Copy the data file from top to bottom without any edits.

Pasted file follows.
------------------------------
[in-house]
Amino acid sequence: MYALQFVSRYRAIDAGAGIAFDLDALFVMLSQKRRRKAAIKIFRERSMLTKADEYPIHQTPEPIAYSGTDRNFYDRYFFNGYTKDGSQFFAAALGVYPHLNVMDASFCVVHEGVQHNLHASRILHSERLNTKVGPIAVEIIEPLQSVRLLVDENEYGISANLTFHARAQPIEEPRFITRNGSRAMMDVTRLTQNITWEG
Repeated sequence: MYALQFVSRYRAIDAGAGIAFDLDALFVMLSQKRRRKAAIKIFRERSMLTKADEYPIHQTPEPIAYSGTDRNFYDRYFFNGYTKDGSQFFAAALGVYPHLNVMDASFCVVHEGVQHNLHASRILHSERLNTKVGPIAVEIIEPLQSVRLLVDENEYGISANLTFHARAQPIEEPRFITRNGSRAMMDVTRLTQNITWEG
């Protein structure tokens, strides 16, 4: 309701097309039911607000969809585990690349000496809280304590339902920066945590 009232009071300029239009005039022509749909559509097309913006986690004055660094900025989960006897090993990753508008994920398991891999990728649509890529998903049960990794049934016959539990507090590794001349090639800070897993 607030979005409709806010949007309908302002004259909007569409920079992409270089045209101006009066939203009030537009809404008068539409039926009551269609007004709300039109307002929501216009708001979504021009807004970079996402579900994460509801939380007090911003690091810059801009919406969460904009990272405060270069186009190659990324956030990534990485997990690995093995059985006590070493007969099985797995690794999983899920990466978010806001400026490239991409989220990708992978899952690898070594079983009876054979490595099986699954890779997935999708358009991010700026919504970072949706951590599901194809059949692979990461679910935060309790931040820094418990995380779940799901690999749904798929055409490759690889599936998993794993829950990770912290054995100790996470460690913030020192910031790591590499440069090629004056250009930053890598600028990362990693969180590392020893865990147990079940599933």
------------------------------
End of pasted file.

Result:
[in-house]
Amino acid sequence: MYALQFVSRYRAIDAGAGIAFDLDALFVMLSQKRRRKAAIKIFRERSMLTKADEYPIHQTPEPIAYSGTDRNFYDRYFFNGYTKDGSQFFAAALGVYPHLNVMDASFCVVHEGVQHNLHASRILHSERLNTKVGPIAVEIIEPLQSVRLLVDENEYGISANLTFHARAQPIEEPRFITRNGSRAMMDVTRLTQNITWEG
Repeated sequence: MYALQFVSRYRAIDAGAGIAFDLDALFVMLSQKRRRKAAIKIFRERSMLTKADEYPIHQTPEPIAYSGTDRNFYDRYFFNGYTKDGSQFFAAALGVYPHLNVMDASFCVVHEGVQHNLHASRILHSERLNTKVGPIAVEIIEPLQSVRLLVDENEYGISANLTFHARAQPIEEPRFITRNGSRAMMDVTRLTQNITWEG
């Protein structure tokens, strides 16, 4: 309701097309039911607000969809585990690349000496809280304590339902920066945590 009232009071300029239009005039022509749909559509097309913006986690004055660094900025989960006897090993990753508008994920398991891999990728649509890529998903049960990794049934016959539990507090590794001349090639800070897993 607030979005409709806010949007309908302002004259909007569409920079992409270089045209101006009066939203009030537009809404008068539409039926009551269609007004709300039109307002929501216009708001979504021009807004970079996402579900994460509801939380007090911003690091810059801009919406969460904009990272405060270069186009190659990324956030990534990485997990690995093995059985006590070493007969099985797995690794999983899920990466978010806001400026490239991409989220990708992978899952690898070594079983009876054979490595099986699954890779997935999708358009991010700026919504970072949706951590599901194809059949692979990461679910935060309790931040820094418990995380779940799901690999749904798929055409490759690889599936998993794993829950990770912290054995100790996470460690913030020192910031790591590499440069090629004056250009930053890598600028990362990693969180590392020893865990147990079940599933």